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'A Dream Come True:' Octorara trio breaking new ground

12/17/2020, 9:15am EST
By Rich Flanagan + Josh Verlin

Octorara Area grad Tarojae Brake (above) found himself matched up against an old friend earlier this season. (Photo courtesy Saint Peter's Athletics)

Rich Flanagan (@richflanagan33) &
Josh Verlin (@jmverlin)

Christian Ray listened as head coach Ashley Howard called out signals from the sideline. La Salle was playing Saint Peter’s in the Joe Lapchick Tournament at St. John’s (N.Y.) and was about to run an out-of-bounds play under the basket. 

As the sophomore wing got into position, a familiar voice said, “What’s going on bro?”

It was former Octorara Area High School teammate, Tarojae Brake, now a graduate transfer for the Peacocks. It had been six years since the two last took the court together, when Brake was a senior and Ray a freshman, and only in practices that year were those two ever on opposite sides. Now, they were facing off on the D-I stage.

“It was crazy, never would have expected it, definitely wouldn’t have expected it,” Ray said. “I was just like ‘I’m good, how are you doing,’ and he’s like ‘I’m good,’ and the play happened.”

That interaction might not have seemed particularly interesting, but it meant a great deal to Octorara head coach Gene Lambert. Ray and Brake’s meeting is only two-thirds of the whole story, though, which Lambert calls “a dream come true.”

An 18-hour drive from Queens, Dominik London was participating in practice at Florida Gulf Coast. That trip pales in comparison to the magnitude of how far all three have come in the last six years, and what it represents for their hometown.

Christian Ray (above, in 2015-16) was one of the top players in the Ches-Mont even as an underclassman. (Photo: Josh Verlin/CoBL)


Octorara Area is about 10 miles west of Coatesville, in the town of Atglen in Chester County, straddling the border of Lancaster County, in an area Ray described as “not Amishland,” but “five minutes from it.” The school houses about 1,100 students betweens seventh and 12th grades, about 800 in the traditional high school classes (9th-12th).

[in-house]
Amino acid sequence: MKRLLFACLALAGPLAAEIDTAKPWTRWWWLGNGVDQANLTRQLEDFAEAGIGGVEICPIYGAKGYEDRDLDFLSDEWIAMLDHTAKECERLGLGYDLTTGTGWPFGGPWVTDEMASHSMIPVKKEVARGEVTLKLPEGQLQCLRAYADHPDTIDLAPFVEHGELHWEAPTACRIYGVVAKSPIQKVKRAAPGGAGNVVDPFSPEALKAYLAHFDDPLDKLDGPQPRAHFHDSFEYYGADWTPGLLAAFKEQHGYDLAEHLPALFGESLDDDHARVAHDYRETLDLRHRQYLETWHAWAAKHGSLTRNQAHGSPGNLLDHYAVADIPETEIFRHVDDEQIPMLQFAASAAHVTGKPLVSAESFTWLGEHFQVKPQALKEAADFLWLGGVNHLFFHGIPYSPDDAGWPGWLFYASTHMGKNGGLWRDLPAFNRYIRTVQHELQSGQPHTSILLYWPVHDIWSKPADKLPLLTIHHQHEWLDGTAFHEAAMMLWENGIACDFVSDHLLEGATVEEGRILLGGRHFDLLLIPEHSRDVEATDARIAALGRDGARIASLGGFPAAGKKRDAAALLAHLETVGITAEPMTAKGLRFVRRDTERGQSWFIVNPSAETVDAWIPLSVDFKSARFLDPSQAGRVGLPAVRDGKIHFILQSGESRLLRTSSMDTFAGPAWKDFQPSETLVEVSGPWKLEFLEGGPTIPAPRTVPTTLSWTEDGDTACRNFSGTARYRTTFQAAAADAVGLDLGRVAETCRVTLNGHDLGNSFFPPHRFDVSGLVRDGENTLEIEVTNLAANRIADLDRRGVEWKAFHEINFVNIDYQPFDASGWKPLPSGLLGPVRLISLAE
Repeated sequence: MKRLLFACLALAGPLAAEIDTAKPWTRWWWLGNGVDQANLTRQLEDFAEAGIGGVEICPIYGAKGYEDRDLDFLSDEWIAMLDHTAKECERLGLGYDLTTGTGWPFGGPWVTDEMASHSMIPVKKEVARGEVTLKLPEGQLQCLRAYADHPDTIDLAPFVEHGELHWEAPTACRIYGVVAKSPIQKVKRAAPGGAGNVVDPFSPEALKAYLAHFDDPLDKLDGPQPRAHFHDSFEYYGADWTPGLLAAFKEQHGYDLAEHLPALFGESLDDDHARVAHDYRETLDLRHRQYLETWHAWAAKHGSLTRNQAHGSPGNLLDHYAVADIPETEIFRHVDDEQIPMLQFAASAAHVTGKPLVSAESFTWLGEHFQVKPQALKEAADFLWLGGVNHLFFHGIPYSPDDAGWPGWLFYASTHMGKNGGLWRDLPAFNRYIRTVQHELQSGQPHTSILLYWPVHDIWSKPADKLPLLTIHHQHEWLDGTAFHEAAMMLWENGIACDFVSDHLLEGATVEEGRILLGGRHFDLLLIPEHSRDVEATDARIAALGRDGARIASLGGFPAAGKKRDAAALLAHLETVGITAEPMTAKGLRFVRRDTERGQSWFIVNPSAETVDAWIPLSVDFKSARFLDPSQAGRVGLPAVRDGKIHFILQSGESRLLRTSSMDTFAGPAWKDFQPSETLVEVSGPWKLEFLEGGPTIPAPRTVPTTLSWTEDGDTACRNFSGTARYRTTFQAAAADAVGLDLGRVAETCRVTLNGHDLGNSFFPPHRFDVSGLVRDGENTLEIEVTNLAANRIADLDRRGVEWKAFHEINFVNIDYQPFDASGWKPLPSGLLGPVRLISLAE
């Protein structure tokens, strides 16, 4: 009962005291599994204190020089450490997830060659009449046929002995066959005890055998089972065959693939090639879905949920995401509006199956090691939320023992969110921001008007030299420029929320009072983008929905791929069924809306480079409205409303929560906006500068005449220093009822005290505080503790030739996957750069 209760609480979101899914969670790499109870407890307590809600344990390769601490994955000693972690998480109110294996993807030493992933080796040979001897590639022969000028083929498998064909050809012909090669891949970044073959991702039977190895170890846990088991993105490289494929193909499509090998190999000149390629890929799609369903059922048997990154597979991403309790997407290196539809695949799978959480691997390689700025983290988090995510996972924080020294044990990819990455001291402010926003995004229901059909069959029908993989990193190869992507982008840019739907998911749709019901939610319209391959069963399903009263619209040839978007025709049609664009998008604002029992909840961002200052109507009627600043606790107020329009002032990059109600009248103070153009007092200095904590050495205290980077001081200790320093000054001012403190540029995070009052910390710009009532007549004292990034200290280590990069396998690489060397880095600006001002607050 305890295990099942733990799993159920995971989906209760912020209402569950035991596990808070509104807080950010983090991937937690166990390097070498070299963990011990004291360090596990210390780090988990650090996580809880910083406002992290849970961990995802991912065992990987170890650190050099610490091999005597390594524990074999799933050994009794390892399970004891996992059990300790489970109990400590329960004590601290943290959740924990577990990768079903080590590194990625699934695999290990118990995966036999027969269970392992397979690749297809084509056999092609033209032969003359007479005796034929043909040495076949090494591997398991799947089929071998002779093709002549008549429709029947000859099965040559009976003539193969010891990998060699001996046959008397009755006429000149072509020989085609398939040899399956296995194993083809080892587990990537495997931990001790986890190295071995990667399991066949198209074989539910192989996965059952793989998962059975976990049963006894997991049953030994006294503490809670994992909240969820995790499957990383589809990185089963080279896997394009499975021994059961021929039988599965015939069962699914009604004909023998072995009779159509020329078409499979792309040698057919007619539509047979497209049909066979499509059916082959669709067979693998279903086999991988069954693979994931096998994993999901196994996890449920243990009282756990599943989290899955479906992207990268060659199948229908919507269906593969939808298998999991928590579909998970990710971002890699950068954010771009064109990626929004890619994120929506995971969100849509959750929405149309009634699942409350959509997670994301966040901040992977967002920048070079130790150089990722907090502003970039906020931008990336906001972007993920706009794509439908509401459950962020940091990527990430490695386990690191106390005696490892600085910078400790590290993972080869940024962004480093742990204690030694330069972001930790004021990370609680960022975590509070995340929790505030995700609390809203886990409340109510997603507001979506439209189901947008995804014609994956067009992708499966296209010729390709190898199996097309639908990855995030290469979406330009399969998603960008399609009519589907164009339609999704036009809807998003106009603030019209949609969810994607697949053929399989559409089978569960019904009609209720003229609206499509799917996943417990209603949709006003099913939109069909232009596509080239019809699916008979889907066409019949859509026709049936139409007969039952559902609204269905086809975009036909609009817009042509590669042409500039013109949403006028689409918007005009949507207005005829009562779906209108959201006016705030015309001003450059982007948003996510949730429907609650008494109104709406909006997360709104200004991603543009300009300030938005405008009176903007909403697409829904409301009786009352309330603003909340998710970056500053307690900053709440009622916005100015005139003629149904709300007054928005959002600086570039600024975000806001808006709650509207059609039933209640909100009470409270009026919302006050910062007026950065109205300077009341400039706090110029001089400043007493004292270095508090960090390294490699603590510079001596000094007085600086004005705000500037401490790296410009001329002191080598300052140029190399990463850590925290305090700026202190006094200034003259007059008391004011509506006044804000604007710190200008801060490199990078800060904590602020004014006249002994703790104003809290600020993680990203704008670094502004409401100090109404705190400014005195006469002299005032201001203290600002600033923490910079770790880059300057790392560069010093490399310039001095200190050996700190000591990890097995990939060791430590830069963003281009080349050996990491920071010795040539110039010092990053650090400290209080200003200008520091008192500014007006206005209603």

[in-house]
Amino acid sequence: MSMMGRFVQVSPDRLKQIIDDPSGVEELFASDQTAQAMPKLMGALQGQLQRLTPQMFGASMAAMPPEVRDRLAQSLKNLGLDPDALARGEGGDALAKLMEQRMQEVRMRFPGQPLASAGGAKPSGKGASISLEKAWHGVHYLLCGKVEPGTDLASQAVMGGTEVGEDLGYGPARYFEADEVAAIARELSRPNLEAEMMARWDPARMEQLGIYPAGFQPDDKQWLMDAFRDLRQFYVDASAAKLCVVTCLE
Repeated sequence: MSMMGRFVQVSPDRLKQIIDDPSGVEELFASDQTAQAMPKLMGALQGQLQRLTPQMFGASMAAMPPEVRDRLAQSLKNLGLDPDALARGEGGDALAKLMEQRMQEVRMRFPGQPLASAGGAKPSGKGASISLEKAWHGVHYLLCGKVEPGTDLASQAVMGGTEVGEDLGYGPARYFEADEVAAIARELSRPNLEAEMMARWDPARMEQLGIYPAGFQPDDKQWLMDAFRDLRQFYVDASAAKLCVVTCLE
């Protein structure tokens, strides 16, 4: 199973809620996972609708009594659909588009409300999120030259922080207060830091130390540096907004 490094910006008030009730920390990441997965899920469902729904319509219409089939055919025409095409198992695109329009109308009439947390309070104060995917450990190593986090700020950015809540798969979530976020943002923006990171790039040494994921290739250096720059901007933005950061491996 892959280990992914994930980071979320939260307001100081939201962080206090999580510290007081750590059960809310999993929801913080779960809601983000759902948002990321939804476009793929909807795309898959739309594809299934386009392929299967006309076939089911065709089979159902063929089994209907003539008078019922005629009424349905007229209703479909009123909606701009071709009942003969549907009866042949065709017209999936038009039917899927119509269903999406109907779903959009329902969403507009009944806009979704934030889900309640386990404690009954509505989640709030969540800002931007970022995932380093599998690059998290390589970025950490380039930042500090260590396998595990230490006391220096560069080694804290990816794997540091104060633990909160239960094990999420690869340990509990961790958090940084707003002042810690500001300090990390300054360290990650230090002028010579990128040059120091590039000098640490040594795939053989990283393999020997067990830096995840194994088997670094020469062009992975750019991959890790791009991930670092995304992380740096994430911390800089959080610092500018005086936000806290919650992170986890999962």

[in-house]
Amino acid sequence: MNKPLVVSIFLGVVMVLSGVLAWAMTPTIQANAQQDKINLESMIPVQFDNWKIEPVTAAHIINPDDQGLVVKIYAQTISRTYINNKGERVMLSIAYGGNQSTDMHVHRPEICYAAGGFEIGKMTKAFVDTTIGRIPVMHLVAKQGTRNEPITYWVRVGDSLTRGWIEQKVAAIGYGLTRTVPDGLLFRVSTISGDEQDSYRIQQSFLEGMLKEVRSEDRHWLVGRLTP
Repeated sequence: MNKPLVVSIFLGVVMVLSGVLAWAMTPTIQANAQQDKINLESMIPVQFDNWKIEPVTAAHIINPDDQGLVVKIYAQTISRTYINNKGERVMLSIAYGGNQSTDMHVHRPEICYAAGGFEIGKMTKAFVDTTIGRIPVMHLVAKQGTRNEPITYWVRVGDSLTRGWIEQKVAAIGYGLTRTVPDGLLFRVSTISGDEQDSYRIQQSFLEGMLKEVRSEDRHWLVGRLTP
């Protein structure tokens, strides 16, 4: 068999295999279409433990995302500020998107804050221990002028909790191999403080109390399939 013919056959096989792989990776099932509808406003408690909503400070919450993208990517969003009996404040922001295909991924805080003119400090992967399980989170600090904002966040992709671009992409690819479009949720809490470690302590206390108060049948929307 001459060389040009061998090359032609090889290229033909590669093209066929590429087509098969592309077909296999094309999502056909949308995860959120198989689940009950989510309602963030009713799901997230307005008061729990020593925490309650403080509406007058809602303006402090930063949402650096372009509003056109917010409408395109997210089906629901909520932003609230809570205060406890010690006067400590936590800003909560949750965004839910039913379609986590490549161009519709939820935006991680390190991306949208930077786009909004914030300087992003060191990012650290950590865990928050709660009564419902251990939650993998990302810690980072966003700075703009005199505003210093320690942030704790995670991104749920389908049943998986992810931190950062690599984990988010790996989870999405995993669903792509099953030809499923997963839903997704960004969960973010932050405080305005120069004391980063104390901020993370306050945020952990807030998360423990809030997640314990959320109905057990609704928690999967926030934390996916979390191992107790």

When Lambert, a ‘91 graduate, played there, Octarara was not well-known in the area, though the school did win a pair of Southern Chester County League championships in the 1990s. When Lambert began his tenure as head coach in 2000, he wanted to make sure people knew that the school with less than 1,000 students had a respectable program. 

The 2011 District 1 Class 3A championship team produced a Division II player in Dequan Newton (Cheyney) and two Division III players, Lamont Clark and Chucky Cooper, both of whom starred at Alvernia. 

There was success, but not the type that brought wider recognition to the school. That was on its way.

Ray and London had known each other since they were seven, and began to push each other to become better basketball players while in middle school, Ray taking the sport more seriously than London did at the time. Their freshman year, they met Brake, a senior who had come over from Coatesville when he was in sixth grade, and though he’d originally wanted to get back to play for Coatesville, it was with the help of Lambert that he realized he was in good hands at Octorara. 

“If you’re a good person and he sees that, he’s going to do what he can to help you,” Brake said. “I think one thing I took away from him was to work hard and the rest will take care of itself.”

Brake, Ray and London played together for just one year in high school, but it was a special season indeed.

With Brake one of the team leaders in his senior season, Octorara had one of its best seasons ever, finishing 24-2 and advancing to the PIAA Class 3A state playoffs. Brake averaged a team-high 22.5 points per game on his way to being named Pa. All-State Class 3A Second Team and finished his career with 1,219 points. His strong showing drove him to a prep year at the Phelps School before he committed to Division II Lock Haven.

“You knew what you were going to get with Tarojae, every single night,” Ray said. “You knew you were going to get 20 from him, you knew he was going to help lead the team and be that positive voice.”